Question about Harman Kardon AVR 35 Receiver

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I turned on my receiver, it came on and immediately switched to protected. It is in an av cabinet and may have over heated but it has been off for several weeks and feels cold to the touch.

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First, unplug it from any power source. Then without moving the unit itself from it's current position in the cabinet, get a view of the back panel. Paying special attention to the speaker terminals, carefully inspect each one. They all should be tight, clean and with no stray strands of speaker cable. Then inspect the opposite end of each cable and terminal at each speaker.

A loose or broken connection or one with a stray piece of wire is a common cause of triggering a modern day receiver to enter into protect mode. Over time the copper speaker cable will corrode, become brittle and then if the unit or any of speaker cables are moved or stressed in some other way they can break. When that does happen it causes the amplifier to short circuit at the terminal or on the chassis.

Posted on Mar 21, 2011

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I have an Onkyo TX-SR506 that does nothing but blink a red light when plugged in. This happened after a power-surge from a lighting storm hit it. Is there any trick or magic key command to get it out of...


Page 90 of the manual describes the procedure for resetting it.

"If you can't resolve the issue yourself, try resetting the AV receiver before contacting your Onkyo dealer.


To reset the AV receiver to its factory defaults, turn it on and, while holding down the [VCR/DVR] button, press the [ON/STANDBY] button. "Clear" will appear on the display and the AV receiver will enter Standby mode.

Note that resetting the AV receiver will delete your radio presets and custom settings."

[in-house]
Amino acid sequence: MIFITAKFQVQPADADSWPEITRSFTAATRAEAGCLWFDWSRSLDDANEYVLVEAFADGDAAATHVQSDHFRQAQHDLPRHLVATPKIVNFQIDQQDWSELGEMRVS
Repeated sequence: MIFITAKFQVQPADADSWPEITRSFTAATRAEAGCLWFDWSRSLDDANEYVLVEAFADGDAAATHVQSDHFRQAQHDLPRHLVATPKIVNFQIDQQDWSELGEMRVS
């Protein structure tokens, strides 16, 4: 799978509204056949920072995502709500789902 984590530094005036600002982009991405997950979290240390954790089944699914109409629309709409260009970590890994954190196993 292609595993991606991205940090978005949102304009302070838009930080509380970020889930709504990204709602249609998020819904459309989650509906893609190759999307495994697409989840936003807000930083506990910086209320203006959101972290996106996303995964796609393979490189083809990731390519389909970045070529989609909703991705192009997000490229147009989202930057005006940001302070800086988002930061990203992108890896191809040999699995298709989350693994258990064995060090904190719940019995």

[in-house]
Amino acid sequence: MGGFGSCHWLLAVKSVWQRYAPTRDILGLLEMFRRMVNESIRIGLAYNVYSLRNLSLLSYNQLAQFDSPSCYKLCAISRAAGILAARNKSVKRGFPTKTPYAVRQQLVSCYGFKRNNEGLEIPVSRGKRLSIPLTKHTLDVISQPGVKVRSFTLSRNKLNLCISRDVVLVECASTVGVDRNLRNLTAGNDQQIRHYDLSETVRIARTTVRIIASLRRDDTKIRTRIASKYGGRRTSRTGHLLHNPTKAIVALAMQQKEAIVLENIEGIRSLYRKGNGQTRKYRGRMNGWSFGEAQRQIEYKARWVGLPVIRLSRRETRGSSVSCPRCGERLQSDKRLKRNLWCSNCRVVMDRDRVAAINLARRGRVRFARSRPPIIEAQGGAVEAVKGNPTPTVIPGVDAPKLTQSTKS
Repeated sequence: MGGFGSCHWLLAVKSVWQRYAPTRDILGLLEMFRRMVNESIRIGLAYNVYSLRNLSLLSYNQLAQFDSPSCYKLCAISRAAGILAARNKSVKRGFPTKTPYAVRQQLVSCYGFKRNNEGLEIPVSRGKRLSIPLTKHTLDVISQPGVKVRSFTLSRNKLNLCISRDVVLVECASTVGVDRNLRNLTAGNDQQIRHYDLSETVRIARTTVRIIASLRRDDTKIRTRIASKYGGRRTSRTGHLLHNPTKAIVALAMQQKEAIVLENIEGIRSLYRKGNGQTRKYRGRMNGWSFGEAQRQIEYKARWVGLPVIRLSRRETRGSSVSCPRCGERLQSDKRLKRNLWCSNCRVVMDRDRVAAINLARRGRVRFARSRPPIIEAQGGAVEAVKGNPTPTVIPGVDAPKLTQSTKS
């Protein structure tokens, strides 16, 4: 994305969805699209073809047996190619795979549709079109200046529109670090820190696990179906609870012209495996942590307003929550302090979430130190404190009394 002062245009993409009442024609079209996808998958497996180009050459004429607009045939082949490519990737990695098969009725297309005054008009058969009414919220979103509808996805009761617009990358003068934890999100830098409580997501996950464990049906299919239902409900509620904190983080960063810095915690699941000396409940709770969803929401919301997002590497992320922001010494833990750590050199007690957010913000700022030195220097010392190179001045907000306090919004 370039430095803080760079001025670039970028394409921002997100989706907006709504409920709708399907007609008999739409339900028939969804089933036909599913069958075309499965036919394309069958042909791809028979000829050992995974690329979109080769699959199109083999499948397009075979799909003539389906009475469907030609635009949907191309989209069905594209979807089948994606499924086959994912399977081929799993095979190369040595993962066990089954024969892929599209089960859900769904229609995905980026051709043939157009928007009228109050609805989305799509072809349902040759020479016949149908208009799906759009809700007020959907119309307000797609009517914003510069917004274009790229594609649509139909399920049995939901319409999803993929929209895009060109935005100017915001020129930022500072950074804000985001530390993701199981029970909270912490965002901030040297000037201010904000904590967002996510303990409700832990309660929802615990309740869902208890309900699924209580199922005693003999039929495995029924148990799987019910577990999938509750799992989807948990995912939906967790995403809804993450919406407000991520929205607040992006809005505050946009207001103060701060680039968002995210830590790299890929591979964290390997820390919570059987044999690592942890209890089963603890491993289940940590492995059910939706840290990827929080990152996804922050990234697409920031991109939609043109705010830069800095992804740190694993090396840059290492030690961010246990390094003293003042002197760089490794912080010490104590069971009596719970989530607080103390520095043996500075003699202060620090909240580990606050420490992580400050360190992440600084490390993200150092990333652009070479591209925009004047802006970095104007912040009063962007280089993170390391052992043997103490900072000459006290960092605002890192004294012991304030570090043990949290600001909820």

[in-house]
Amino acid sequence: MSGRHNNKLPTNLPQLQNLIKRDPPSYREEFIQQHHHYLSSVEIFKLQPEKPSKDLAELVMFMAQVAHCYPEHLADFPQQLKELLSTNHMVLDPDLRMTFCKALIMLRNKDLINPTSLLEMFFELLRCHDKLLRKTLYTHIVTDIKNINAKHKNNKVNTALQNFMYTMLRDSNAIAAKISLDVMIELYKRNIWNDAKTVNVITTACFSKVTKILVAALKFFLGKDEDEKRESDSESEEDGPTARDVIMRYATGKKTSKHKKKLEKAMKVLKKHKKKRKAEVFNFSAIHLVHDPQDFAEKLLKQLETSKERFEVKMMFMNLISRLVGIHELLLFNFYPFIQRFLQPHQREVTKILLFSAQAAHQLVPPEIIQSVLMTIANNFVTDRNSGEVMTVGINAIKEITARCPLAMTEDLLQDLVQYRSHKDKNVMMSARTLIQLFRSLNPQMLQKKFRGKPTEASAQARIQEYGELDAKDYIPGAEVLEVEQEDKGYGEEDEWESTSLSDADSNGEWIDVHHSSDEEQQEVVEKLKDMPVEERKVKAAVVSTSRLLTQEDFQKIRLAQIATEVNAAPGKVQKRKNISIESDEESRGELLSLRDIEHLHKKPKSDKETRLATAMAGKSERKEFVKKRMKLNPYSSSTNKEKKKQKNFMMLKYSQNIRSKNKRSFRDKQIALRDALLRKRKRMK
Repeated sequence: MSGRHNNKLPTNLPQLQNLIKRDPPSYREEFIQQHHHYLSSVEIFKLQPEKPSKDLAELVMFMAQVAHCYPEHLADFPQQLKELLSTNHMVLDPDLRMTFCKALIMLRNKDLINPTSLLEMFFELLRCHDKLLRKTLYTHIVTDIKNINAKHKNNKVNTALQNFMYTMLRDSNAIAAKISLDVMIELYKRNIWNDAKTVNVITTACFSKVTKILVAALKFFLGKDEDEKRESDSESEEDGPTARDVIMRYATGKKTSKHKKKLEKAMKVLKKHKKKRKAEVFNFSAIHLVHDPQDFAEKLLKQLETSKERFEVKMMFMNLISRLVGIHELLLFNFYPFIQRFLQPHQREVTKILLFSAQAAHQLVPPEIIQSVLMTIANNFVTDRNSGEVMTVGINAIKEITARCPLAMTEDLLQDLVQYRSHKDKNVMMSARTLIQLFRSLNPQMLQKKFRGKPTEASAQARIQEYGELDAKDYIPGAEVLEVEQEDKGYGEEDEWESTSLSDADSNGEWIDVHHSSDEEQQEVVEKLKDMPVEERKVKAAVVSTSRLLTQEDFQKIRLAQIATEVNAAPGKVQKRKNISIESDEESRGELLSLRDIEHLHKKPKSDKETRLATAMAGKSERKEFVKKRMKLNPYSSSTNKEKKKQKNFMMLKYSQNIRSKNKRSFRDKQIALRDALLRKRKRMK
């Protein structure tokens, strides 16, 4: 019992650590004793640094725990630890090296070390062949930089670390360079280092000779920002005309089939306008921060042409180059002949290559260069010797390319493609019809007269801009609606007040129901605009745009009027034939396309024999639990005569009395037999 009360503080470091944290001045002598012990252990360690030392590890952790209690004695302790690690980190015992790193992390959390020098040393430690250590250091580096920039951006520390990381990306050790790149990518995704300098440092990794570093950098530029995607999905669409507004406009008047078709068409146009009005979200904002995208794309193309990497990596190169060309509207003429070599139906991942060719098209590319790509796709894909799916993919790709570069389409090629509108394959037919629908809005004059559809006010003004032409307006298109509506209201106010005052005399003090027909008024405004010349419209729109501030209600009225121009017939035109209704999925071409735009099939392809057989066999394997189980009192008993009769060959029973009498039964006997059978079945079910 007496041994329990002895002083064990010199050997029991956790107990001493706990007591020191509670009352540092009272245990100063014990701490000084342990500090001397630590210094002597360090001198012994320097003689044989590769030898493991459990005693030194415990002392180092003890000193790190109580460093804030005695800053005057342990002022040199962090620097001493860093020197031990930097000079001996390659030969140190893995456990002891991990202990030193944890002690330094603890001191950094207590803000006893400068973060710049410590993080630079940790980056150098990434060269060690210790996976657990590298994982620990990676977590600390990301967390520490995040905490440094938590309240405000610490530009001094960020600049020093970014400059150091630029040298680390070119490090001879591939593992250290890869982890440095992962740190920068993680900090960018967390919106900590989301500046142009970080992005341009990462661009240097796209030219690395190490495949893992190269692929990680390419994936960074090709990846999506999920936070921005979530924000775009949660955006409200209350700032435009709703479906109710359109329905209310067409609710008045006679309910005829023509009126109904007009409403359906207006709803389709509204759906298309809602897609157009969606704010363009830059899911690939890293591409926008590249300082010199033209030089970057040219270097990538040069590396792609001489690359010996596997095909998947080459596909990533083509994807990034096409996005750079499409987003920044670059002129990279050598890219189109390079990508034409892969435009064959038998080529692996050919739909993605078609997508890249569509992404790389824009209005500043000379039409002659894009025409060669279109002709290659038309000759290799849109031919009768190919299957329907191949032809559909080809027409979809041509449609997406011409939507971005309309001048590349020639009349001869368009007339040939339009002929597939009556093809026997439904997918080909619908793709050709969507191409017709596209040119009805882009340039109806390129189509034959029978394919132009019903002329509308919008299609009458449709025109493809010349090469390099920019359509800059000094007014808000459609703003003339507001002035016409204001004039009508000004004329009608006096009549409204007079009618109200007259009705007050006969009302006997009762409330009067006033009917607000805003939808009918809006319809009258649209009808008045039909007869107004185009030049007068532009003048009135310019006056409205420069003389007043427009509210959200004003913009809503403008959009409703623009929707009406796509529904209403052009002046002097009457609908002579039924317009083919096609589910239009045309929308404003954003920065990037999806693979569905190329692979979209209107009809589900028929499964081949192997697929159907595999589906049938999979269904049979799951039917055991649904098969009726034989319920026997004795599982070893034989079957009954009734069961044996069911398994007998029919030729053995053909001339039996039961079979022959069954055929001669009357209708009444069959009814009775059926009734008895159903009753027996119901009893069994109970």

But that may not help.

Generally speaking, an amp attempts to protect itself from heat, shorts, overloads and operator exuberance by refusing to turn on or stay on.

Overloads can be from excessive periods of high output or marginally low impedance loading by the speakers; and shorts would be wiring issues or a speaker blowing up.

You should be able to feel if it's hot. WHY is it overheating? Make sure it has sufficient ventilation on all sides and that vent holes are not blocked by dust balls. Ensure the fan (if equipped) is running as designed (some only operate on demand). Clean dust and debris from it.

If the amp comes back on after cooling, you're lucky. They only have so many self-protection cycles in their lives so continuously resetting or cycling their power without addressing the cause can do more harm than good.

If it protects immediately on a cool power up you should disconnect the speaker connections and try it 'nekkid'. If it comes up then diagnose which lead(s) are shorted. If it does not come up the problem is internal and should be left to an experienced and competent hands-on tech.

Aug 31, 2011 | Audio Players & Recorders

Tip

How to keep your receiver out of "protect mode" Part I


"Protect mode" as it is indicated by many manufacturers of modern AV receivers, is a useful safety tool but all too common a problem for many people.

There are various causes of this safety feature to be executed, and returning your unit to normal function will also vary by manufacturer by which you will have to refer to it's manual on the procedure. But the following tips to avoid getting into protect mode apply to all manufacturers of all receiver designs and circuit topology